Desforges J.-P.W.,Ocean Pollution Research Program | Dangerfield N.,Canadian Department of Fisheries and Oceans | Shaw P.D.,Environment Canada | Ross P.S.,Ocean Pollution Research Program
Environmental Science and Technology | Year: 2014

Polychlorinated biphenyl (PCB) and polybrominated diphenyl ether (PBDE) concentrations and profiles in paired sediment-plankton samples were determined along a 500 km transect in coastal British Columbia, Canada. PCB and PBDE levels in sediment were both greater in the industrialized Strait of Georgia than in remote northern sites and exhibited parallel spatial trends. In plankton, recent-use PBDE levels were higher near-source, while levels of legacy PCBs were uniform across sites. Principal component analysis of 95 PCB congeners illustrated the influence of proximity to source (i.e., latitude) on congener patterns for both matrices (sediment, r2 = 0.52, p = 0.012; plankton, r2 = 0.59, p = 0.016). The PCB pattern in plankton grew lighter with latitude, but the opposite pattern in sediments suggested that temperature-related fractionation, sediment processes, and basin-wide oceanography had divergent effects on each matrix. Biota-sediment accumulation factors (BSAFs) were greater for PBDEs than PCBs, but spatial profiles were similar; PCBs and PBDEs were near equilibrium in remote atmospherically driven sites (BSAF = 1.7 and 1.3) but accumulated preferentially in sediments at source-driven sites (BSAF = 0.2 and 0.4). The influences of particle-binding and hydrophobicity on the aquatic fate of PCBs and PBDEs was evident by the strong influence of log KOW on congener-specific BSAFs (PCBs, r2 = 0.18 p < 0.001; PBDEs, r2 = 0.61 p < 0.001). While biotic uptake of PCBs has become spatially uniform in coastal BC because of dilution over time, biomagnification of PBDEs remains higher in industrialized waters. © 2014 American Chemical Society. Source

Alava J.J.,Simon Fraser University | Alava J.J.,Ocean Pollution Research Program | Ross P.S.,Ocean Pollution Research Program | Gobas F.A.P.C.,Simon Fraser University
Archives of Environmental Contamination and Toxicology | Year: 2016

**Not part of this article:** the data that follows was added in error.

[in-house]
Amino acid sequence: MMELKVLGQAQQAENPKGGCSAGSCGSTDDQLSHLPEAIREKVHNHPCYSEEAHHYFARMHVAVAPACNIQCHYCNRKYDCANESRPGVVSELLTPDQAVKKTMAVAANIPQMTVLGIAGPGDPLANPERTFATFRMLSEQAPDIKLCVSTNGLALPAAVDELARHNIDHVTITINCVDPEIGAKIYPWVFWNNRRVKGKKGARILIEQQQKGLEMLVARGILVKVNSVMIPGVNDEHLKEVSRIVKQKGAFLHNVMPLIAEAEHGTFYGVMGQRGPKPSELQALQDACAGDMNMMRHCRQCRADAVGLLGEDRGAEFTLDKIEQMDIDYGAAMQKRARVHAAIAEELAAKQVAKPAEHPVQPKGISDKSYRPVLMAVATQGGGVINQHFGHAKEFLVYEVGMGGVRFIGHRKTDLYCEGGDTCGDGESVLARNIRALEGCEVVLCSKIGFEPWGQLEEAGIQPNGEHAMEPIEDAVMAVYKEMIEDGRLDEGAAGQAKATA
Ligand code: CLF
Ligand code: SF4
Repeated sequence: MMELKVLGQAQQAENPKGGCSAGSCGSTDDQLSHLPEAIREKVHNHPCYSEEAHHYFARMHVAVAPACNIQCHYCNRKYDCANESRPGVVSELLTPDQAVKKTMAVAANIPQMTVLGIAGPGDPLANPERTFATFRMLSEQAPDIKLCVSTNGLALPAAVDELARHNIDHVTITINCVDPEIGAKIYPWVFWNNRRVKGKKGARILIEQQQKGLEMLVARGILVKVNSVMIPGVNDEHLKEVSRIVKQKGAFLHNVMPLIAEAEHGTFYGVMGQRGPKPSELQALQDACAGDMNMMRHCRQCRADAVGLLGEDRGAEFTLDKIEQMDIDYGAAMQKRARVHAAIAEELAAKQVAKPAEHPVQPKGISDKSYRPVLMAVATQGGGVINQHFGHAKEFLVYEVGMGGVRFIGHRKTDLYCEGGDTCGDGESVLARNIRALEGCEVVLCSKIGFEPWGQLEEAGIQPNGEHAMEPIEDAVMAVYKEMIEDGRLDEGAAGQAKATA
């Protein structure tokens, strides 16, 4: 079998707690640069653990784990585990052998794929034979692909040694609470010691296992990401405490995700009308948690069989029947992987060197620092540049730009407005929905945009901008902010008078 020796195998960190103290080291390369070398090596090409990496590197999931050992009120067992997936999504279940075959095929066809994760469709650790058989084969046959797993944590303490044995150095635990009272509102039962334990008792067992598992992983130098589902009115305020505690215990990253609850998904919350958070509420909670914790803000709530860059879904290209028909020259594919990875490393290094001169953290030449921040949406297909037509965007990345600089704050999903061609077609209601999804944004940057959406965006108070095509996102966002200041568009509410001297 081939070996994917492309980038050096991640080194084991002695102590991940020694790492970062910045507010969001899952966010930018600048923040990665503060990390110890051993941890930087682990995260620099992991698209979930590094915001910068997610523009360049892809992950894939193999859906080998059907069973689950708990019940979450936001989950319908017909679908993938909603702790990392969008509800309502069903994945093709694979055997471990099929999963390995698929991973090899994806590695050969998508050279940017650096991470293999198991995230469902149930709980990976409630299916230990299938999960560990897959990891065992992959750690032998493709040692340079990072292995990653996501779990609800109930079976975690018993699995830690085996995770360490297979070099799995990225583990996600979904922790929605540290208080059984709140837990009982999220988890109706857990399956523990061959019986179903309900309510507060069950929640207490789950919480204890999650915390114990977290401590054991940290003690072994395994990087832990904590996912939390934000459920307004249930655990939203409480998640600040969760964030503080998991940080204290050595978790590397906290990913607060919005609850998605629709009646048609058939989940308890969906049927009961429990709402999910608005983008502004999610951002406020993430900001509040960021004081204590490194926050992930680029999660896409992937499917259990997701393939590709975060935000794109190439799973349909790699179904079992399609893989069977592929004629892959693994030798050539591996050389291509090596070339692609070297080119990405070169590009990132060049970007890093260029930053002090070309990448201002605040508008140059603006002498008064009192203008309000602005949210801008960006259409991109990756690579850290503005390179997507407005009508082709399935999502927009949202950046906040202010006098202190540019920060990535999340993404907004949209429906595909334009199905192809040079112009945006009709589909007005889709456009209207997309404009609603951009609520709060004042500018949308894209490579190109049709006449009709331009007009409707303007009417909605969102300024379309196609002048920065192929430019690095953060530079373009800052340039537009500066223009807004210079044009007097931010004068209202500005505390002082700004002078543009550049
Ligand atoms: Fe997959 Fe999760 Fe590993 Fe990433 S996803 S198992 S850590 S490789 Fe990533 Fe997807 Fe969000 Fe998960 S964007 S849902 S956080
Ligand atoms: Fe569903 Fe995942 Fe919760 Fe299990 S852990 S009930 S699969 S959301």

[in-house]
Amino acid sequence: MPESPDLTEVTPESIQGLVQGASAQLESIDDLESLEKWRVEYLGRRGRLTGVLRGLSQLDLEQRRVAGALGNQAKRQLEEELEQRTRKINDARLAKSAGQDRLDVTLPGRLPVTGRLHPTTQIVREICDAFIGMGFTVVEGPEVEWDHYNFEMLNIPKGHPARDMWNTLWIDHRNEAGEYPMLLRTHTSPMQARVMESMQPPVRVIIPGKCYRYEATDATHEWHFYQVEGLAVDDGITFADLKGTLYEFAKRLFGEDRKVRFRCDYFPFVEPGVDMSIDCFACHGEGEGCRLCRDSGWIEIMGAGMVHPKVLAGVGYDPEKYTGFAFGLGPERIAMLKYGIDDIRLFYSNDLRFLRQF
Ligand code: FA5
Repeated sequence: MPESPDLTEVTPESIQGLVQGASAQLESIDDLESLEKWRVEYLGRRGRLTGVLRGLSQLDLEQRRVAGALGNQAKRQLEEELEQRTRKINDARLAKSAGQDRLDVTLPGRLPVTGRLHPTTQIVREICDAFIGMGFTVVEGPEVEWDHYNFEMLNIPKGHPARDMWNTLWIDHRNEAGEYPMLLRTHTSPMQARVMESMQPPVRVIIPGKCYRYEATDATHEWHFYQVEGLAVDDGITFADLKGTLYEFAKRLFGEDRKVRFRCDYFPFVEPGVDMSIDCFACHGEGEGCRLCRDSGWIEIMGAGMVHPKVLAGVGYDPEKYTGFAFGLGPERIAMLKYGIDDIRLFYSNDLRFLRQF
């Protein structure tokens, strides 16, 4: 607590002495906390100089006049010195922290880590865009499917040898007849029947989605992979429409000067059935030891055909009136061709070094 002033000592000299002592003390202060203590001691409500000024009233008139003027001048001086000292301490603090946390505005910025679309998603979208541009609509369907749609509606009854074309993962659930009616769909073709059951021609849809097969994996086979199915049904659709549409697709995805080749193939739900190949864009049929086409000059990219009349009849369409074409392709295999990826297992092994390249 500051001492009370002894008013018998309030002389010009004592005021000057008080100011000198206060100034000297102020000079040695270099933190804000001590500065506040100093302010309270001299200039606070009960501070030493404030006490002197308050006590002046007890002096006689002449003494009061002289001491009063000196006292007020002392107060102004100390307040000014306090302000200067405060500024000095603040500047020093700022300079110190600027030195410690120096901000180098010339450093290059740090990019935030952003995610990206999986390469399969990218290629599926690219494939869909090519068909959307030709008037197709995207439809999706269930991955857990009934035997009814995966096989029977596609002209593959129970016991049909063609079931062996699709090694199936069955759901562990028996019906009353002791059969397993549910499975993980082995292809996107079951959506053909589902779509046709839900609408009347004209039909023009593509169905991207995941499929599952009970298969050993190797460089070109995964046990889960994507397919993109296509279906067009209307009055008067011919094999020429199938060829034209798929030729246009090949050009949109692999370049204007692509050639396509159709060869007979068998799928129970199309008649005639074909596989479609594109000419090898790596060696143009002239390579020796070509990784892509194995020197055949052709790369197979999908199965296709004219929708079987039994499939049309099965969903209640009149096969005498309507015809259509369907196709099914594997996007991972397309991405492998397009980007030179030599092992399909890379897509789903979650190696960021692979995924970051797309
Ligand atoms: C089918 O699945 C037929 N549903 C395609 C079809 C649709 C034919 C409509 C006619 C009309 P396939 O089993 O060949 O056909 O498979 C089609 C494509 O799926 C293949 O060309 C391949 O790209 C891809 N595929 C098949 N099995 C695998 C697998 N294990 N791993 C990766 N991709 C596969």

Resident killer whale populations in the NE Pacific Ocean are at risk due to the accumulation of pollutants, including polybrominated diphenyl ethers (PBDEs). To assess the impact of PBDEs in water and sediments in killer whale critical habitat, we developed a food web bioaccumulation model. The model was designed to estimate PBDE concentrations in killer whales based on PBDE concentrations in sediments and the water column throughout a lifetime of exposure. Calculated and observed PBDE concentrations exceeded the only toxicity reference value available for PBDEs in marine mammals (1500 μg/kg lipid) in southern resident killer whales but not in northern resident killer whales. Temporal trends (1993-2006) for PBDEs observed in southern resident killer whales showed a doubling time of ≈5 years. If current sediment quality guidelines available in Canada for polychlorinated biphenyls are applied to PBDEs, it can be expected that PBDE concentrations in killer whales will exceed available toxicity reference values by a large margin. Model calculations suggest that a PBDE concentration in sediments of approximately 1.0 μg/kg dw produces PBDE concentrations in resident killer whales that are below the current toxicity reference value for 95 % of the population, with this value serving as a precautionary benchmark for a management-based approach to reducing PBDE health risks to killer whales. The food web bioaccumulation model may be a useful risk management tool in support of regulatory protection for killer whales. © 2015 Springer Science+Business Media. Source